When Anne Sexton, Adrienne Rich, Sylvia Plath, and Gwendolyn Brooks began to write poetry during the 1940s and ’50s, each had to wonder whether she could be taken seriously as a poet while speaking in a woman’s voice. I Made You to Find Me, the last line of one of Sexton’s early poems, calls attention to how resourcefully the “I-you” relation had to be staged in order for this question to have an affirmative answer. Whereas Rich tried at first to speak to her own historical moment in the register of universality, Plath openly aspired to be “the Poetess of America.” For Brooks, womanhood and “blackness” were inextricable markers of poetic identity.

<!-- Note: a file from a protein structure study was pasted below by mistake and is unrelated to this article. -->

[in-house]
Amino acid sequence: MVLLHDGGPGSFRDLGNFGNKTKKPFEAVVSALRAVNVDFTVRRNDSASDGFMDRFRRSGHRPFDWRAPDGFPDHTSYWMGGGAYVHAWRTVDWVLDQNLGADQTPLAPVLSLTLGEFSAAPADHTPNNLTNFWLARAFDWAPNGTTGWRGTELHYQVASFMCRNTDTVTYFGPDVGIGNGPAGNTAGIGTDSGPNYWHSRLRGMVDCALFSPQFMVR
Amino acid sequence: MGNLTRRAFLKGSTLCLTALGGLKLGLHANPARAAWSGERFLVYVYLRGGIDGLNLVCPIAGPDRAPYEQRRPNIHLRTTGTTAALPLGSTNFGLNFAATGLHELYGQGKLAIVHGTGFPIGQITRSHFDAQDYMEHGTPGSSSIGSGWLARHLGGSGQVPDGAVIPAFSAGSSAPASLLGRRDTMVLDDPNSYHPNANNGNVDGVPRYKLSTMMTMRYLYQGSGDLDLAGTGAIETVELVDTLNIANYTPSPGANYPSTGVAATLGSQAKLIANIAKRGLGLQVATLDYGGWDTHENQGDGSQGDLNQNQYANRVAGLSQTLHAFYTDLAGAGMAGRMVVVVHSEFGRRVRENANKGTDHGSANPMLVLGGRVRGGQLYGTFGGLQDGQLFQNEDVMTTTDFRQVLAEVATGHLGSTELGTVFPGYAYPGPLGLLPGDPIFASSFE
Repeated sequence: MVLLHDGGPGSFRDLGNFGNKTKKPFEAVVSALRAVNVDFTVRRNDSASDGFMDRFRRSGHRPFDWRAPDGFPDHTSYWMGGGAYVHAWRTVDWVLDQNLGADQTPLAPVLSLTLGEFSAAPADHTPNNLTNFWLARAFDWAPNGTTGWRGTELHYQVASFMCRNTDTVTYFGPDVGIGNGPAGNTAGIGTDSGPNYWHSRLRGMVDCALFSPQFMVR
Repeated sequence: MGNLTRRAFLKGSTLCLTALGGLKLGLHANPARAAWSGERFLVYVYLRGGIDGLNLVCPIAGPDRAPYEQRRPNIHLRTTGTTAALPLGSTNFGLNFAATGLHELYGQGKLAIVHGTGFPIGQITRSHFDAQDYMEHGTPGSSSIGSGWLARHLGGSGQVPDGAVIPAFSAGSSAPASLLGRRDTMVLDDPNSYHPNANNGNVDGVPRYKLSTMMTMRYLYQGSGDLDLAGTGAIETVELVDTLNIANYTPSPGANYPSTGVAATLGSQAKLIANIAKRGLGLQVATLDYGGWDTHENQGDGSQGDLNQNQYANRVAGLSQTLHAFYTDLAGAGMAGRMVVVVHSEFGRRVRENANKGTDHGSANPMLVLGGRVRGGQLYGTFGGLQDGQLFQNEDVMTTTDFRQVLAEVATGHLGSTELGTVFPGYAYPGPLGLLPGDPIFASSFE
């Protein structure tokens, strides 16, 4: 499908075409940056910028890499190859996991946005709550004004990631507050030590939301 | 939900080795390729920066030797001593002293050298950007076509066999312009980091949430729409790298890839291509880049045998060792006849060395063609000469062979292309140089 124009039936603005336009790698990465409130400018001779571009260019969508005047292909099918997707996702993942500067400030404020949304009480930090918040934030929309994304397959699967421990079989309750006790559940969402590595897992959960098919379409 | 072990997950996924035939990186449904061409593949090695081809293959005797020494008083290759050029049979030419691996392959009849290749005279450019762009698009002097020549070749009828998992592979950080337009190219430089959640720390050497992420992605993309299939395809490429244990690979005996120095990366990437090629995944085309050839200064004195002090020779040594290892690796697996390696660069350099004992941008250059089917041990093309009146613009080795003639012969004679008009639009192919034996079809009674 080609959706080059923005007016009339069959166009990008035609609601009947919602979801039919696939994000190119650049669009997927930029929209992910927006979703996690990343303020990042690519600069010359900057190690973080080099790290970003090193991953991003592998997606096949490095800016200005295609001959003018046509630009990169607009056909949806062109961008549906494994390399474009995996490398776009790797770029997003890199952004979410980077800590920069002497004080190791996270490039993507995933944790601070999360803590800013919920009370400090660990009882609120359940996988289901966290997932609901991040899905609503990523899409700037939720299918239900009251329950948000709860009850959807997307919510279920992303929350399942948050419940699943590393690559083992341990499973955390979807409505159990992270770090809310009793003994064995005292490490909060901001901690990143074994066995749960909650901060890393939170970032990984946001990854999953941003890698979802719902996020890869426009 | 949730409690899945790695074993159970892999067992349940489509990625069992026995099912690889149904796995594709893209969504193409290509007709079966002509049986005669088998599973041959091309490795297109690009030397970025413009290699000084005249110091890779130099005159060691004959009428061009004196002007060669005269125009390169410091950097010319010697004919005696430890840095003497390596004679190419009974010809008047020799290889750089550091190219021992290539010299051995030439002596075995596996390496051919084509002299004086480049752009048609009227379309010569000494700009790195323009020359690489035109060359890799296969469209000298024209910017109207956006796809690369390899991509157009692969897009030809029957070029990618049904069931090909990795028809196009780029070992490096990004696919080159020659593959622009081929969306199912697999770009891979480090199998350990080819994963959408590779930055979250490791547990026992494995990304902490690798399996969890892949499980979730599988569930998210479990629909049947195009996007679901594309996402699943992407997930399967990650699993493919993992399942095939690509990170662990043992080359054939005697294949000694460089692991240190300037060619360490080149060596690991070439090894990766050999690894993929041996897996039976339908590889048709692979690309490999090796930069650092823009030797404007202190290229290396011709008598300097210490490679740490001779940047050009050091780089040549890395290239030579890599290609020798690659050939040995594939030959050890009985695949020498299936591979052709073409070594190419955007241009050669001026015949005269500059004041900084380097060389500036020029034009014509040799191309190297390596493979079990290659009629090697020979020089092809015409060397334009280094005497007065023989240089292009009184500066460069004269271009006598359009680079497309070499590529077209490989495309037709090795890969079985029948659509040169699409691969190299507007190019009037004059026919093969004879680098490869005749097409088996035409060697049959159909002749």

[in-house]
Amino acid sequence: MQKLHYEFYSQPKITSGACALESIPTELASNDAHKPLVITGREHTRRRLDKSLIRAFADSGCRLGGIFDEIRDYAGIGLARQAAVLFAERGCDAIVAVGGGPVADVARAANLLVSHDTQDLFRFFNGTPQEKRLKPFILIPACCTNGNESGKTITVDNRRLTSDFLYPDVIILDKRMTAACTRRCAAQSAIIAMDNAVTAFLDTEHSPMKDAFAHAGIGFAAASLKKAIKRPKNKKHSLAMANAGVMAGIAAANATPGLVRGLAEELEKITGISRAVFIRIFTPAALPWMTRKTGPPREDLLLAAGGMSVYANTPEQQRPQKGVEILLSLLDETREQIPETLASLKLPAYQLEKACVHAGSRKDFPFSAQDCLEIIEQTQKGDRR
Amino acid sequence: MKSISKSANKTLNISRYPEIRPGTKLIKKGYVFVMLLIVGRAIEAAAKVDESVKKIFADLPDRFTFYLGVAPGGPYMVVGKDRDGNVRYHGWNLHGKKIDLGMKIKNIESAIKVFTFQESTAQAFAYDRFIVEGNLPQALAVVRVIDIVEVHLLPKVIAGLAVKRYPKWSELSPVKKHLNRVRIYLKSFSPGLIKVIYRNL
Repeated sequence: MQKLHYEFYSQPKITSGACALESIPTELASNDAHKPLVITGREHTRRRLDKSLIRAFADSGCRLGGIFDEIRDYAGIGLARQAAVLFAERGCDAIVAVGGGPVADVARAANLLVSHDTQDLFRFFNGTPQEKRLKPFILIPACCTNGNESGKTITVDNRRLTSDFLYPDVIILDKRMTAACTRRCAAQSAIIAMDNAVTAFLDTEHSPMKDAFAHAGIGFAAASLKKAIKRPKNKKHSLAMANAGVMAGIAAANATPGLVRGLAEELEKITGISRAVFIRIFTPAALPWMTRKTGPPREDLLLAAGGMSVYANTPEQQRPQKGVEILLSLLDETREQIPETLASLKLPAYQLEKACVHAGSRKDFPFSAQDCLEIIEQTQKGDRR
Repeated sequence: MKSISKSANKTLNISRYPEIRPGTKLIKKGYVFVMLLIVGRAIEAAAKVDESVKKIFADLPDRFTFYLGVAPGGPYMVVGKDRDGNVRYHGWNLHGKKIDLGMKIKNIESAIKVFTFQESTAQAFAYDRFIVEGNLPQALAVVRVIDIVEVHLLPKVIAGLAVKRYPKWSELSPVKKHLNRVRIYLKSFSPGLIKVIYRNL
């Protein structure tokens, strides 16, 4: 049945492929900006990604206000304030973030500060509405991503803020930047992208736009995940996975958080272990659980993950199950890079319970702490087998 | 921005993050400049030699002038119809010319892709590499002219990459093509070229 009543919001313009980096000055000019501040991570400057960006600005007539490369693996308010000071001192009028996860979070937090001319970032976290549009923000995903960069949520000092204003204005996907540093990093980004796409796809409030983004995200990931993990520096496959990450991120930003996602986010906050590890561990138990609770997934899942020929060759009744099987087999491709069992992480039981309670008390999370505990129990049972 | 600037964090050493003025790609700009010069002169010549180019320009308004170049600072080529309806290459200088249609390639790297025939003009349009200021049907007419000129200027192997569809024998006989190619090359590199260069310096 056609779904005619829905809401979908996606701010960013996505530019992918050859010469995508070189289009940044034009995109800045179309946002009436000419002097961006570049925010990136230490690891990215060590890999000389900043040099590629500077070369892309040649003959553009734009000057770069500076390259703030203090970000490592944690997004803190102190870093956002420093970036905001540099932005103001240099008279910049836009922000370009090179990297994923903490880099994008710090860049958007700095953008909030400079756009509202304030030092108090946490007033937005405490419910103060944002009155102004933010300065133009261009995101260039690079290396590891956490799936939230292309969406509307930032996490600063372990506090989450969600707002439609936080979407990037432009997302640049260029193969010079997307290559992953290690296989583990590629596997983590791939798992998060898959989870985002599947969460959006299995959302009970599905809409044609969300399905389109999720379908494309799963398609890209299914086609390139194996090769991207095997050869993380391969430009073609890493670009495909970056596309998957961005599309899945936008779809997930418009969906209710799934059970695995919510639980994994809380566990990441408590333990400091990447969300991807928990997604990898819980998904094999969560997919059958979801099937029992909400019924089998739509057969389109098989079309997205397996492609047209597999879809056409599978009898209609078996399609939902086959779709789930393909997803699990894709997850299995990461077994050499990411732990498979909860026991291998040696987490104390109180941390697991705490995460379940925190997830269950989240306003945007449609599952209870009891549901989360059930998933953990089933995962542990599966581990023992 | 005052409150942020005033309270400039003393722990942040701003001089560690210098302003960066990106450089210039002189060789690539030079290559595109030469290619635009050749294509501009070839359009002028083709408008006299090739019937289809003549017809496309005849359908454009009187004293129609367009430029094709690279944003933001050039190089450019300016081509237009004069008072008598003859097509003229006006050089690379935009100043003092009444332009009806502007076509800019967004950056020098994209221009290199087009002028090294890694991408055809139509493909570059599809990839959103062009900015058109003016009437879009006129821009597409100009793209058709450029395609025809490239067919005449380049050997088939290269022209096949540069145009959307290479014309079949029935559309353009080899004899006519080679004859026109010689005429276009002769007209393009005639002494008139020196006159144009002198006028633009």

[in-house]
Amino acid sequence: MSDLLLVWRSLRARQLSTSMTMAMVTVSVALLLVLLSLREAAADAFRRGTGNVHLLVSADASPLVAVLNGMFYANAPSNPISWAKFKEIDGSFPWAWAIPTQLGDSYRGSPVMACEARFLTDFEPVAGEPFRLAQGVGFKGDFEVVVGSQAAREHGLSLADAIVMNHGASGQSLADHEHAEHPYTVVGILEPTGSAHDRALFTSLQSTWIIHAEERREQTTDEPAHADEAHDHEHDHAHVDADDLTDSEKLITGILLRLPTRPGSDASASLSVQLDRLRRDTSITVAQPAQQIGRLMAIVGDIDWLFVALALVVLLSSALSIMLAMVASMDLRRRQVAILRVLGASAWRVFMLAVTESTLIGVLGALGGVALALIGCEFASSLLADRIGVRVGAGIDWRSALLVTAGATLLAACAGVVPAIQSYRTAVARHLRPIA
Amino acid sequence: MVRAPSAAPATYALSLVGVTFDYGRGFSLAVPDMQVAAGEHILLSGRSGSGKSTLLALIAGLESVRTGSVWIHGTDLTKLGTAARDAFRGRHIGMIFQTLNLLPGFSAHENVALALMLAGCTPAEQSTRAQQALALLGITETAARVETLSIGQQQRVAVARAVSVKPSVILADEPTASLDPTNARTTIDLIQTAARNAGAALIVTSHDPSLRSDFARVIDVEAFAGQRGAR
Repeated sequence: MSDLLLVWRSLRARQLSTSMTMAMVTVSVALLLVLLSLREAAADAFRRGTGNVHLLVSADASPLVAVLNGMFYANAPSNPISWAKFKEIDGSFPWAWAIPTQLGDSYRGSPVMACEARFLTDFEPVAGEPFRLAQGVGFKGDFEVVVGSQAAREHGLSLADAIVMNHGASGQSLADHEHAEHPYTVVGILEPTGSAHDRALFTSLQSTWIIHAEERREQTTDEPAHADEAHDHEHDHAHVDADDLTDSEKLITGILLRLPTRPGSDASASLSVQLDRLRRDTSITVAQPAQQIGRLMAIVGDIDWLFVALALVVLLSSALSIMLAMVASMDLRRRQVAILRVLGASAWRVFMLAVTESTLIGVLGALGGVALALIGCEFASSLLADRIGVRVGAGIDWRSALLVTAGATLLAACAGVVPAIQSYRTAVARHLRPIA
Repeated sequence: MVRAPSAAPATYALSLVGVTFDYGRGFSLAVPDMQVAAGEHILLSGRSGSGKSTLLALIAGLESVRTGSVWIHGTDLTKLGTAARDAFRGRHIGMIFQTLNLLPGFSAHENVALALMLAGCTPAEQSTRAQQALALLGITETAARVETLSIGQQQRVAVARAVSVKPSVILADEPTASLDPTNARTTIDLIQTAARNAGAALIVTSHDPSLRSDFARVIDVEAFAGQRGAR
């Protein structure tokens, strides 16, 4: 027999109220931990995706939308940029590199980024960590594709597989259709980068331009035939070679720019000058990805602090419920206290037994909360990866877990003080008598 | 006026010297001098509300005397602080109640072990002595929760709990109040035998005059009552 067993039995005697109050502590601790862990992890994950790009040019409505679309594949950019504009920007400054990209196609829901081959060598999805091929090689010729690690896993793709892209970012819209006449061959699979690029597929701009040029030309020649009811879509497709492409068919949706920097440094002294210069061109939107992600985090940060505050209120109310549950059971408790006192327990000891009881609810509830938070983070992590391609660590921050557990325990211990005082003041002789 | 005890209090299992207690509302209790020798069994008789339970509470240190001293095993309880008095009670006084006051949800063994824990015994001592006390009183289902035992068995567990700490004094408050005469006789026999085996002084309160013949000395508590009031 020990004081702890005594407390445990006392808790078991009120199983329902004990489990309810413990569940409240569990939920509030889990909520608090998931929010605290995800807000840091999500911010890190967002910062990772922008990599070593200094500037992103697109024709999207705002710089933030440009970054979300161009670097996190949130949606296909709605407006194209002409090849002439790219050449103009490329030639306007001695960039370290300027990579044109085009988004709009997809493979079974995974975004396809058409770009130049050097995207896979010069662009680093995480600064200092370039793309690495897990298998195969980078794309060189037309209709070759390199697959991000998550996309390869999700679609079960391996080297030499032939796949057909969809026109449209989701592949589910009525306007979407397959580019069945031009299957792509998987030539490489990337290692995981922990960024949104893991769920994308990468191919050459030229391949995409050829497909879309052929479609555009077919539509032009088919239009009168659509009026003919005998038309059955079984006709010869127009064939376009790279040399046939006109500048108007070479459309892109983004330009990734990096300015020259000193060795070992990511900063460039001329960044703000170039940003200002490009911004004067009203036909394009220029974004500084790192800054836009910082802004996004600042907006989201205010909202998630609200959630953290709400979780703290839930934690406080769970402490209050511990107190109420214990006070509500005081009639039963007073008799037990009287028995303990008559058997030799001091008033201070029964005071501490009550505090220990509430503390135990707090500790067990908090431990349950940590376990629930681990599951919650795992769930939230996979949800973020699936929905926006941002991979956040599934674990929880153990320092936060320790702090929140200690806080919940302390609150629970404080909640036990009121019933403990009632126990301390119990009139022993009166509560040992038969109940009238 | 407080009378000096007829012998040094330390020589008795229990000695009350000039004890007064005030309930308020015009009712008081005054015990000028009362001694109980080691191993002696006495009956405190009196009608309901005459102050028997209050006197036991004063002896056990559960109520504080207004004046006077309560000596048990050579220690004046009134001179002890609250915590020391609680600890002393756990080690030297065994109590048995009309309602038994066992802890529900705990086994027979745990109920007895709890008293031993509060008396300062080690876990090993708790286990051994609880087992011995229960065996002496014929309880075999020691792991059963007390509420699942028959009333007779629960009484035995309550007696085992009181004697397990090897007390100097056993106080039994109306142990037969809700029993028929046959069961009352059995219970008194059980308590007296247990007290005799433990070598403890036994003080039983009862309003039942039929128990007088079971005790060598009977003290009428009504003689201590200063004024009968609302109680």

Jane Hedley’s approach engages biographical, formal, and rhetorical analysis as means to explore each poet’s stated intentions, political stakes, and rhetorical strategies within their own historical context. Sexton’s aggressively social persona called attention to the power dynamics of intimate relationships; Plath’s poems lifted these relationships onto a different plane of reality, where their tragic potential could be more readily engaged. Rich’s poems bear witness to the enormous difficulty, notwithstanding the crucial importance, of reciprocity—of making “you” to find “we.” For Brooks, the crucial question has been whether she could presuppose an “American” audience without compromising her allegiance to “blackness.”